President Barack Obama and Republicans are continuing their their talks, but it appears a deal to end the shutdown and raise the debt ceiling remain elusive. Washington bureau reporter Michael Scotto filed the following report for NY1.
After days of name-calling, Democrats and Republicans are talking.
On Friday, House Speaker John Boehner and President Barack Obama spoke by phone, one day after House Republicans unveiled a plan to end the standoff.
"The two of them agreed that all sides need to keep talking," said White House Press Secretary Jay Carney.
The White House, however, has concerns with that Republican proposal, which would temporarily raise the debt ceiling and possibly reopen government on the condition that all sides come to the bargaining table and work out a long-term budget deal.
"We cannot have a situation where the debt ceiling is extended as part of a budget negotiation process for only six weeks, which would put us back in the same situation we're in now," Carney said.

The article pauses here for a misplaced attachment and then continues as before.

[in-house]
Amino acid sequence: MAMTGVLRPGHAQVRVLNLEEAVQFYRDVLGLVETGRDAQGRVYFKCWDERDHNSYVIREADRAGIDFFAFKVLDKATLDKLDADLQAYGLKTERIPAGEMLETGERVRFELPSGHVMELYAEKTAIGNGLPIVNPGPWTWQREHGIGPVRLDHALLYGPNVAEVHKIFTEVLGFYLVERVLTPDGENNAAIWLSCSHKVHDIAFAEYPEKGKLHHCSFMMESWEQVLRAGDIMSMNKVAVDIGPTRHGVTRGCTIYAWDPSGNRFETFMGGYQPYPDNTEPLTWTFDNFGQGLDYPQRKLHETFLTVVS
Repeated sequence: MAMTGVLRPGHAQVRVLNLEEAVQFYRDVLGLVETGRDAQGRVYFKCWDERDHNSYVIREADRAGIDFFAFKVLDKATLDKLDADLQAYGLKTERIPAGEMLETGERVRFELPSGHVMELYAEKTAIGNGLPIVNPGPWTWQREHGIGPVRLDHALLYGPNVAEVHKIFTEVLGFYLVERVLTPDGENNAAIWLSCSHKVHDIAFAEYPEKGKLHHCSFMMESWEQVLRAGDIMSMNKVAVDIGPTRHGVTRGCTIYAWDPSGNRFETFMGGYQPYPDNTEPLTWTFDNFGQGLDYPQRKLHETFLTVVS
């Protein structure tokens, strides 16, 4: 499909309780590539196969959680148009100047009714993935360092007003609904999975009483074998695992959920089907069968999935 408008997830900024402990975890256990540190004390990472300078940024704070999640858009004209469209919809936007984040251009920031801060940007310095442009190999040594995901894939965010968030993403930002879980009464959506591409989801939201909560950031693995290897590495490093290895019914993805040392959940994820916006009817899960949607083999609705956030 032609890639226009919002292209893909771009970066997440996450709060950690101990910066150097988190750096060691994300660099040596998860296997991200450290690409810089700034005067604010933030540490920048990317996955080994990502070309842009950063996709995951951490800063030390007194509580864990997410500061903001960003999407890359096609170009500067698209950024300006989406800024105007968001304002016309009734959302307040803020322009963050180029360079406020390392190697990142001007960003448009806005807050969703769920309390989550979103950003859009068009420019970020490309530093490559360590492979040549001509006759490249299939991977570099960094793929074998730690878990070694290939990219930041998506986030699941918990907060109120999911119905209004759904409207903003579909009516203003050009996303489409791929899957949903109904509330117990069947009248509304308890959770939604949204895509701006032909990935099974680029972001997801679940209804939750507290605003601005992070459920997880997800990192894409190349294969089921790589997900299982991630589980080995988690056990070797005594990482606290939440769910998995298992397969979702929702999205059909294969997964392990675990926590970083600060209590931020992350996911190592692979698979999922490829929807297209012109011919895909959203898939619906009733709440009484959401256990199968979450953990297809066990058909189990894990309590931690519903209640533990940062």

Republicans are planning to meet on Saturday morning to discuss their next move.
Earlier Friday, there were signs of hope after the president met at the White House with Republican Senators.
At that meeting, Sen. Susan Collins of Maine floated a proposal that would reopen the government and temporarily raise the debt ceiling in exchange for the repeal of the medical device tax, which helps fund the Affordable Care Act.
"The president listened carefully," Collins said. "He said that some of the elements were issues we could work on, but he certainly did not endorse it."
That meeting was attended by Republican Sen. Ted Cruz, the architect of the "Defund Obamacare" campaign, which Democrats blame for the shutdown.
"That just shows how great our government is that we'll just let anybody in the White House," said Rep. Charles Rangel, whose district covers parts of Manhattan and the Bronx.